When I was an infant, I had a nanny for awhile. Both of my parents were working long hours, as were members of our extended family in the area. I was an only child with no elder sibling to look after me, so options were limited.
Obviously I don’t remember anything from this period of time. I have only the stories told by my mother. One lasting recollection she has of this period is Mrs. Davidson holding me in her lap and reading aloud to me. She would hold me gently in her arms and read a story, as many adults do for children, until I began to fall asleep in the early evening. I would nod off, and she would stop reading to me.
At which point, being a child, I would jerk awake, however briefly, and implore her with an authoritative finger–and pre-verbal grunt–to continue. She would read on, her soothing voice and infinite patience, and soon I would fall asleep again. The ritual repeated itself two or three times until I could no longer revive myself, and Mrs. Davidson’s work was done.
I doubt I understood anything she was reading to me. I could barely speak, much less ascertain if Jill was running with Jack or kicking him and his dog Spot over the moon.
What I don’t doubt is this: as an adult, I now seek out books as a source of inspiration, information, and comfort. I have positive feelings and memories about books. I associate books with love, and I thank my mother regularly for this blessing.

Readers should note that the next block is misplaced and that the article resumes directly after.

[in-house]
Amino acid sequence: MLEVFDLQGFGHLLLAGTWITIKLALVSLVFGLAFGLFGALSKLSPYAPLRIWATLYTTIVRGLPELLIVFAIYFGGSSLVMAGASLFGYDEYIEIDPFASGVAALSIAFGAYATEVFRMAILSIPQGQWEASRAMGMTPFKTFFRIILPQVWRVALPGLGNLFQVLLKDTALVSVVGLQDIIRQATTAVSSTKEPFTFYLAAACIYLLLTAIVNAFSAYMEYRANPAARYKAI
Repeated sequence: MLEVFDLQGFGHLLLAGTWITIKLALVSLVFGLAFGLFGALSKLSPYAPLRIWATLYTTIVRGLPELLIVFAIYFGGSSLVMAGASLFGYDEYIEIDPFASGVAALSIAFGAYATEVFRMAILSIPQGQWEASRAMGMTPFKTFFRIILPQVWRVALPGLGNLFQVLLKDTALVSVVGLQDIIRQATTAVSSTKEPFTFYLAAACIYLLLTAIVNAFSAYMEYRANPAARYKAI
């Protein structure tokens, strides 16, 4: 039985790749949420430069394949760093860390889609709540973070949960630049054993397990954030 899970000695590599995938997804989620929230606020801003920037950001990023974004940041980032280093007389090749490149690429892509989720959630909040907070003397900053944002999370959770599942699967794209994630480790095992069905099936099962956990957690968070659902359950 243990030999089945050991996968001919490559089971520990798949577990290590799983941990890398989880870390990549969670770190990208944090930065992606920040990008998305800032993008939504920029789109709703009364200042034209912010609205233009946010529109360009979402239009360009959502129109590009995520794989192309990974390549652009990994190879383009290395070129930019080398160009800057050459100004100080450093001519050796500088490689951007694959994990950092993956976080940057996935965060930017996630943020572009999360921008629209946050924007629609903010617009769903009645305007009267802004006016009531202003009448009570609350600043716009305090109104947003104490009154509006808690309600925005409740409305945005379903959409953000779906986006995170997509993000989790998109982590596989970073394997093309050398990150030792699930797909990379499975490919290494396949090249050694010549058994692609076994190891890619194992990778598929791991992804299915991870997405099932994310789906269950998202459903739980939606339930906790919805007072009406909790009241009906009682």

Why? Because in everyone’s life there will be times of turmoil, turbulence, and trouble. What will you or your children turn to during these times? Alcohol? Drugs? Violence? Or Socrates, Plato, even Deepak Chopra? Yes, religion or spirituality may offer a strong but intangible refuge, but there’s nothing like reading about another human being who’s walked the same earth and written about their journey.
Reading about other people’s lives, their ups and downs, their philosophies, their history–all these can give us insight and perspective. We see that a champion has invariably failed, probably more than once. We see role models who have probably been where we are now, prior to their success. We see cities and countries who have risen from the ashes. We see progress, a light at the end of the tunnel. Most importantly, we see that we are not alone: what we have felt as a child or as a teenager or as a single parent has been felt, in different ways at different times, by people throughout history. We are blessed to benefit from their experience, as many of them have chosen to write it down, if only we will but read.
So if you have children, read to them. Let them associate books with love. When they are older, they will seek out the wisdom and consolation that resides between the covers.
If you need understanding, encouragement, or strength, read a worthwhile book about someone or something that you can relate to. You will see that people have been where you are now. And not only have they survived, they have prospered.
Their story is your fuel. Use it.